You are an ambitious, career-driven person who has worked hard to get to the position that you are in. You are ready for the next step, but there is just one thing standing in your way: the job interview. You know that you have the technical ability to ace the interview, but you lack that X-factor, that special sauce that seemingly has been holding you back while your colleagues have been handed opportunities. Well, no more. You are ready to level up your communication and develop your charisma in a job interview to bag the job of your dreams. If you are ready, then book your discovery call now by clicking below:
What are the Secrets to Charming a Job Interview?
To be charismatic in a job interview, you have to do the following:
- Create a strong first impression
- Project positive body language
- Build rapport
- Tell stories for your answers
- Show vulnerability
- Inject humor
- Ask good questions
- Be authentic
Why Charisma is Important for Job Interviews
In a perfect world, those who are the best at their job, with the relevant experience and qualifications, get the job. Unfortunately, we do not live in a perfect world; those who are incompetent, friends with the boss, or that the interviewer ‘just liked’ can end up in great jobs that YOU deserve. What did they have that you didn’t? They were able to build a relationship, instantly have trust, and convey competence; they did this through their charisma.
They sold themselves to the interviewer, just like a used car salesman sells a used Toyota to a granny! You need to give yourself a competitive edge by using the same tactics.
What to Do Before the Interview
Sometimes you are interviewing for a role within your organization, so you have an advantage as you can find out who the interviewer is and arrange to meet with them BEFORE the interview to do some networking. You can reach out to them as such:
I am one of the candidates for the upcoming interview. I wanted to reach out to arrange a quick coffee to learn a little more about the role and see what I can bring to the table.”
Even if you are not applying for a role within your company, more HR departments will tell you the names of your interviewers. You can either:
- Find them on LinkedIn and message them
- Find their email and email them
- Call the company and ask to be transferred to them
If you are successful in getting a meeting, do not use it as an opportunity to tell them how great you are. This meeting is all about building rapport with them, so you will need to make THEM the star of the show. The goal is to build up some fondness before the interview so they already have a degree of likability towards you, which will subconsciously go in your favor. You want them to be thinking, “I don’t know what it is, but I liked them?”.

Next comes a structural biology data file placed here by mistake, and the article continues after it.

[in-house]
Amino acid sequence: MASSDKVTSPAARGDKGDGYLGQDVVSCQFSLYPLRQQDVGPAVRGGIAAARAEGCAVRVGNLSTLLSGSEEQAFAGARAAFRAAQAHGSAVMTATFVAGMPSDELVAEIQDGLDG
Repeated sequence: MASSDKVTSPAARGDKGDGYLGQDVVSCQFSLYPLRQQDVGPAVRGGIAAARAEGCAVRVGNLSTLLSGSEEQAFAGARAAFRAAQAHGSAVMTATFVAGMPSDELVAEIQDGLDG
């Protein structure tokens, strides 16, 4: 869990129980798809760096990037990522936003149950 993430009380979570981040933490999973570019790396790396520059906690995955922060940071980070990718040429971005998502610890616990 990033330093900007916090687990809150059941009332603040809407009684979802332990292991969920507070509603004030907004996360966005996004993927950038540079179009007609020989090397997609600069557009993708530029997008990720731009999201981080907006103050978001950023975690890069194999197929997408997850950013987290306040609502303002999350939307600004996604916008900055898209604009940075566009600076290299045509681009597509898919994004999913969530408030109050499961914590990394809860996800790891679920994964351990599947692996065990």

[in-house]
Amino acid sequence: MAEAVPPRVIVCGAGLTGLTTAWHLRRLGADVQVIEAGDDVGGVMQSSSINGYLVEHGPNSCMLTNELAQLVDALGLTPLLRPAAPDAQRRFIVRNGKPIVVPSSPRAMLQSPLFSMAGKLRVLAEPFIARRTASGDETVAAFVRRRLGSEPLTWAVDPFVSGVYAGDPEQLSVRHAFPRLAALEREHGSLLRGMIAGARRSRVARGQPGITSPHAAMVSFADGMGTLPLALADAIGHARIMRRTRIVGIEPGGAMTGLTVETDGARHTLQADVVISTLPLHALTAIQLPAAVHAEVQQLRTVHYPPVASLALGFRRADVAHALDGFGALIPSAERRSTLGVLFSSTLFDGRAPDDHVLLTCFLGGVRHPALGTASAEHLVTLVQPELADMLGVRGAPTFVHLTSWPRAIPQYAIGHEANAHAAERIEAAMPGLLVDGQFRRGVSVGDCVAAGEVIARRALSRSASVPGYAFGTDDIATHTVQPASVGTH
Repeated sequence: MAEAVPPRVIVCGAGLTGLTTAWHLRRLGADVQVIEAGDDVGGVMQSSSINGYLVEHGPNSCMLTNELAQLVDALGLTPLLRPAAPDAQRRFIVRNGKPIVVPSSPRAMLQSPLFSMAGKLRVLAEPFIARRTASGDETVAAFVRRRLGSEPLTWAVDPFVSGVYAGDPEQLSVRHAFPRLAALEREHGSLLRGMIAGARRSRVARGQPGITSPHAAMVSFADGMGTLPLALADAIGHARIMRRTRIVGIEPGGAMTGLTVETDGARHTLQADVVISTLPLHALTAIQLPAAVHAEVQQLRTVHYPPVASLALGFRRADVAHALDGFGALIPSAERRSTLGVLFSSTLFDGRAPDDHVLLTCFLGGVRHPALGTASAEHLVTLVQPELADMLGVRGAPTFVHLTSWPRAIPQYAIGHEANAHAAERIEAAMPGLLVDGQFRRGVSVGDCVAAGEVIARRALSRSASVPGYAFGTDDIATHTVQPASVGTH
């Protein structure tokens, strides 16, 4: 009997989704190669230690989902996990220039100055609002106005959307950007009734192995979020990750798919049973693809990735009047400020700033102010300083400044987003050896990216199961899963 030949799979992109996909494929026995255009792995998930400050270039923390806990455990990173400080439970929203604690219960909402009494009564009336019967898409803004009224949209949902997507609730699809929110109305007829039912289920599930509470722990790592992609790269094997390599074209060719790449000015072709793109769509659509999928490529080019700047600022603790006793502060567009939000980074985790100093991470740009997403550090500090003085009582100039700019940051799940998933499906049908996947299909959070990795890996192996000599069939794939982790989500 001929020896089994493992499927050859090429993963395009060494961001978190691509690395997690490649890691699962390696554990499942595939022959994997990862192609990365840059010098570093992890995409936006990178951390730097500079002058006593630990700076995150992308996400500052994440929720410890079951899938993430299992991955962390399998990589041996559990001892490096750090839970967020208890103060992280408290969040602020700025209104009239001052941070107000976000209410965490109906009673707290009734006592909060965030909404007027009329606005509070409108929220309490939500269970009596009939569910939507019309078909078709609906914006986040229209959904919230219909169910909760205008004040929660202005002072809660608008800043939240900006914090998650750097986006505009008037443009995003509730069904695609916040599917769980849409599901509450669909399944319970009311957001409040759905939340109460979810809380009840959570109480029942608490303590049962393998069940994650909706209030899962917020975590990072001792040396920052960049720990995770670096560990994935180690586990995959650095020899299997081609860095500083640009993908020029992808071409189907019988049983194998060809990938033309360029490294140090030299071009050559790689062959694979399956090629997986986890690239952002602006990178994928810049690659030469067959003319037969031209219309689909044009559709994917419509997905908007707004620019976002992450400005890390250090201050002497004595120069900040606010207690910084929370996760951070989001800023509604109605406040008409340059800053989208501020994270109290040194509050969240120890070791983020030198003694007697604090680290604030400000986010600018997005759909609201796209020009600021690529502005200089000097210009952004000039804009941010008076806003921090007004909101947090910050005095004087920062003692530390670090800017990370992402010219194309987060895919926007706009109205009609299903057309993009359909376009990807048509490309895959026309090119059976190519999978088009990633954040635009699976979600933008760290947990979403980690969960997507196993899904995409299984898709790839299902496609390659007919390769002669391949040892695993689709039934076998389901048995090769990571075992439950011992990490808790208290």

The 6 Secrets to Being Charismatic in a Job Interview
Let’s break down each of the secrets of how to be charismatic in a job interview.
Create a Positive First Impression
It’s true what they say: first impressions matter, and it is an easy element to overlook in an interview. Organizations are looking for people who make an impact, who they know can do the job, and whom they can trust. You can present yourself this way by making a good first impression:
- A genuine smile
- Appropriate clothing
- Eye contact
A genuine smile can portray warmth and approachability and has the power to make the other person smile and feel good, all great qualities in a successful candidate. Eye contact is a powerful trust-building tool; when you make eye contact with someone, you release a chemical in their brain called oxytocin, also known as ‘the bonding hormone.’ The interviewer will start to trust and build a fondness towards you before you have even opened your mouth. The saying goes, ‘Dress for the job you want, not the job you have,’ and it is so true! Whether we like it or not, people judge a book by its cover, so while Crocs may be a comfortable choice, dress for the interview to convey competence, professionalism, and suave!
Convey Competence Through Body Language
During the interview, you will want to present yourself as someone confident, competent, and known for getting results. Your body language plays an important role in being charismatic during the interview; the challenge you will have is, I guarantee your body is doing things without you even realizing; it’s because you do them every day instinctively.
I remember one time when I was with a client, I would always hug my leg when I was sitting down and rock back and forth, and I had no idea that I did this until one client said, “You know you’re rocking back and forth like a crazy person.” I was so embarrassed, and from then on, I was very cautious about what my body was doing and took control of it.
Body language to avoid in a job interview:
- Improper handshake
- Crossed arms
- Looking off into space